SPOILER: Arlen is dropped outside the U.S. boarder where American law no longer applies. She awakens chained up captured by cannibals, who first remove first her arm, then her leg. In response Arlen covers herself in feces and uses this to escape on a skateboard. She is picked up and taken to a makeshift town named Comfort. Five months later, Arlen heads out to the desert, where she finds a woman and a young girl scavenging among waste. Realizing they are cannibals, Arlen shoots the mother but takes the girl back with her to Comfort. After Arlen drops acid she wanders out into the desert where she meets the Miami Man, the father of the child she took. Arlen and Miami Man grow closer on their journey to Comfort. Arlen finds her in Dream's harem and eventually manages to extract Miami Man's daughter. Arlen returns Miami Man's daughter to him before saying she wants to stay with him.
While filming this movie in Niland, California, Keanu Reeves stayed in Brawley, California. He was frequently spotted at various locations in Brawley, including Starbucks, Von's, and Snap Fitness taking pictures with the locals, and reenacting some of his movie roles. See more »
In the dump scene, just after Arlen approaches Honey and Maria, Honey's gloves vanish between shots, and then reappear. On a close up of Maria, Honey can be seen in the background with her gloves off (where she previously had gloves on), and in the next shot she is wearing them again. See more »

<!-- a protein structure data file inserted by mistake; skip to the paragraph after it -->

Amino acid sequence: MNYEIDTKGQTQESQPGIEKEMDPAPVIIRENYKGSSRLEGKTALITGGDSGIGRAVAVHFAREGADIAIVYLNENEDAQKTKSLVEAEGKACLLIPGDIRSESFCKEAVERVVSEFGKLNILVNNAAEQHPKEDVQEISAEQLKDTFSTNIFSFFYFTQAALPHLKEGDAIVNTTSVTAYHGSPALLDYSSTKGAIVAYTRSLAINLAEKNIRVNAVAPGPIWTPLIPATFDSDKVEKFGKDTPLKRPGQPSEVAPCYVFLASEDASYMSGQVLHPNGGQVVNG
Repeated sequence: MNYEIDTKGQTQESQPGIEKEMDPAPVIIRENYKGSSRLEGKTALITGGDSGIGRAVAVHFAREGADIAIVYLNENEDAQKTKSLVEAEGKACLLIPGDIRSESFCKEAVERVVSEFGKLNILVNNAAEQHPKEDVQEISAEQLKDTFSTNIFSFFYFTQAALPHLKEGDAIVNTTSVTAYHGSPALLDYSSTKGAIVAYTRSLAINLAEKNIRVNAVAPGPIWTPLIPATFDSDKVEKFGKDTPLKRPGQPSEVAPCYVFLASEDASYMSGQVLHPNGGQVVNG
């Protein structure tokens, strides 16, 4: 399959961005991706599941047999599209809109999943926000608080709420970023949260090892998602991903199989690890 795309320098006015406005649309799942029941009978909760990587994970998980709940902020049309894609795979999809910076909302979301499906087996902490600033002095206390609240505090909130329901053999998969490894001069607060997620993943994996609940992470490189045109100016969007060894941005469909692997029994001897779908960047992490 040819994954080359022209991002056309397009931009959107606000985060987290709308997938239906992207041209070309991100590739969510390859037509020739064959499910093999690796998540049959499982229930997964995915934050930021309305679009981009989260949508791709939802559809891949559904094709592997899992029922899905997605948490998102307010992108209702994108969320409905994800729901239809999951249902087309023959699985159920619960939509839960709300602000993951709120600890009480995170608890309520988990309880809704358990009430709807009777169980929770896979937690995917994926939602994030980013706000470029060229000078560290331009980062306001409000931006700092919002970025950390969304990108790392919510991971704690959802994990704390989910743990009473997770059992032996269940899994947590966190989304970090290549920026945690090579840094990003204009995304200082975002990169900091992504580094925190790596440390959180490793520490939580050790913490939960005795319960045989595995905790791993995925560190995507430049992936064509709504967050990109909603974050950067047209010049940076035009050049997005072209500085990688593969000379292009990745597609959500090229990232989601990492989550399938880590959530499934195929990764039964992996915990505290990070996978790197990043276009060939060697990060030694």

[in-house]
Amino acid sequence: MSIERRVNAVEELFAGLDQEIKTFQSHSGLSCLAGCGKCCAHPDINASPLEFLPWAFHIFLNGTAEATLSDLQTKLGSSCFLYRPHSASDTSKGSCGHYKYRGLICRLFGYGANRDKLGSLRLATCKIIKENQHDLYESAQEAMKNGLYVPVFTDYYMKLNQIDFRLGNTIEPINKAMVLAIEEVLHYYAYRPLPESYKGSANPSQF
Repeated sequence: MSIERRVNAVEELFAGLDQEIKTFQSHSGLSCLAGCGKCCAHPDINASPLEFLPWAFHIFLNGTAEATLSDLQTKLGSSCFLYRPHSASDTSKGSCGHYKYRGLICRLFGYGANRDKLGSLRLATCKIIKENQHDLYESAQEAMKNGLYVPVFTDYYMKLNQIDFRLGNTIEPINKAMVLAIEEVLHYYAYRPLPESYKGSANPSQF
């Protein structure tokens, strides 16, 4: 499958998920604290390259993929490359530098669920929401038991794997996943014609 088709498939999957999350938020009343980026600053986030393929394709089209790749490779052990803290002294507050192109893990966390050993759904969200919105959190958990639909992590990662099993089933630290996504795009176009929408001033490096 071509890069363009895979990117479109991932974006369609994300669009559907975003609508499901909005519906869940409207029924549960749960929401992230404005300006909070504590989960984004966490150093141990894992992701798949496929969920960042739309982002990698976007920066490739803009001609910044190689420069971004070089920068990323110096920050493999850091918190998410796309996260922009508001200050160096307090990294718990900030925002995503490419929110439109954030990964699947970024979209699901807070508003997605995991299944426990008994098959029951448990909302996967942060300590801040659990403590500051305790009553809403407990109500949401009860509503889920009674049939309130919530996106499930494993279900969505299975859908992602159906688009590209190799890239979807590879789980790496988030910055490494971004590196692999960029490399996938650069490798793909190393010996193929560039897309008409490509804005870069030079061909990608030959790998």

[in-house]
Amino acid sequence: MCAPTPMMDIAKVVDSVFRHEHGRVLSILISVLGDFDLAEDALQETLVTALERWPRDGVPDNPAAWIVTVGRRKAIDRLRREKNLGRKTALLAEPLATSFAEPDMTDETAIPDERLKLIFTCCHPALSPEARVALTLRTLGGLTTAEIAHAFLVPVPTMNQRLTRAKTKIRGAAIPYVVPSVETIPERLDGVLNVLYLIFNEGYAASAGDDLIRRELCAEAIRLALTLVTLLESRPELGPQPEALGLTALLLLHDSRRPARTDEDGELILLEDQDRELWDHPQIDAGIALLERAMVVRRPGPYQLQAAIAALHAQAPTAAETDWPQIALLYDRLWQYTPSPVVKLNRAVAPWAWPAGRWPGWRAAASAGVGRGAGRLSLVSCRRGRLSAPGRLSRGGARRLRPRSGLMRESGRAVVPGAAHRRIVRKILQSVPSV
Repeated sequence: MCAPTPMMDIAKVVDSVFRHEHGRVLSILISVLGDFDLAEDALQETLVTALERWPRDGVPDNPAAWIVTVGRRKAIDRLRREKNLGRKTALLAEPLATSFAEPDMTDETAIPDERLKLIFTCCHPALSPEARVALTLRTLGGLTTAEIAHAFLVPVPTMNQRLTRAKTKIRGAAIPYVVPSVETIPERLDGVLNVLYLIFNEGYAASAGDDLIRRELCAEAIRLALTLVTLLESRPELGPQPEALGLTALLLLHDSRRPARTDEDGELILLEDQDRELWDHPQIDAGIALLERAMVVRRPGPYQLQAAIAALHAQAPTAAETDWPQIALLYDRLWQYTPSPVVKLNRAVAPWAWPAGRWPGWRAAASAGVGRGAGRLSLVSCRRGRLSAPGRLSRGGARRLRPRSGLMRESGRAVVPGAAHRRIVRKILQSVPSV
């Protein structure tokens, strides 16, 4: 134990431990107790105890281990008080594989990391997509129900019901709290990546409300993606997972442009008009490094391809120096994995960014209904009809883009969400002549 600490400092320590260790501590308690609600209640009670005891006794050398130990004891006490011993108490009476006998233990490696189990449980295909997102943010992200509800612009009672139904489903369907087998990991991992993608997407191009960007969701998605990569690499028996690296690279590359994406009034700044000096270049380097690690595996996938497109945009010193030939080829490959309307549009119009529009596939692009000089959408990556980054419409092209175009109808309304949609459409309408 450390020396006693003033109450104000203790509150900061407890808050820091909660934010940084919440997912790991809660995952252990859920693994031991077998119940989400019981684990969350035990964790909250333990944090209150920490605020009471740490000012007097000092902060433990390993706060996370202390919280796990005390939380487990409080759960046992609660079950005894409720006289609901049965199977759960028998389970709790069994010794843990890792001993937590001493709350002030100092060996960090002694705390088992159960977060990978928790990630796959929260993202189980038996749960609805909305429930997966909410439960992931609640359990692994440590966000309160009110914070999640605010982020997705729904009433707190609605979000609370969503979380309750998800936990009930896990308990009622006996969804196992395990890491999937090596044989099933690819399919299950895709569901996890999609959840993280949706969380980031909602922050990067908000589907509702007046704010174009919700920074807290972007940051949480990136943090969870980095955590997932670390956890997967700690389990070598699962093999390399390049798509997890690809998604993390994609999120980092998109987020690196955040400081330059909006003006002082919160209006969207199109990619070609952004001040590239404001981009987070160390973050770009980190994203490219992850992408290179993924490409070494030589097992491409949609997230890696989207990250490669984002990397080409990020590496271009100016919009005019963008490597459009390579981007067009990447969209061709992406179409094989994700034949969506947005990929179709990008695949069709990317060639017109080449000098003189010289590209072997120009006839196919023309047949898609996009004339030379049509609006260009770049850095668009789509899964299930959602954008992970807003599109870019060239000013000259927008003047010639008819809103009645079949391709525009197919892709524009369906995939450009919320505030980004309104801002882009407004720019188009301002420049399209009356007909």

All the things you've done, have put you right here... with me. To life... life is The Dream. The only Dream. Cost lot to be here. Cost you an arm and a leg.
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This is another film that screams "I want to be a cult movie!" but just doesn't have what it takes. It starts out promising and then seems to have absolutely nowhere to go; it just becomes long, ponderous and self-indulgent. As someone who grew up going to midnight movies, "The Bad Batch" seems like its taken elements from these films ("El Topo," "Mad Max," "Kill Bill") and stitched them all together in the hopes it'll hit the mark somewhere. The performances in the film are adequate, but nothing in the script really demands much of the characters. Ms. Amirpour obviously had the support of actors like Diego Luna, Jim Carrey and Keanu Reeves, all of whom are seen briefly, but I'm willing to bet they never saw much of a script. At two hours, there's probably half an hour of real material here, the rest just feels like padding.
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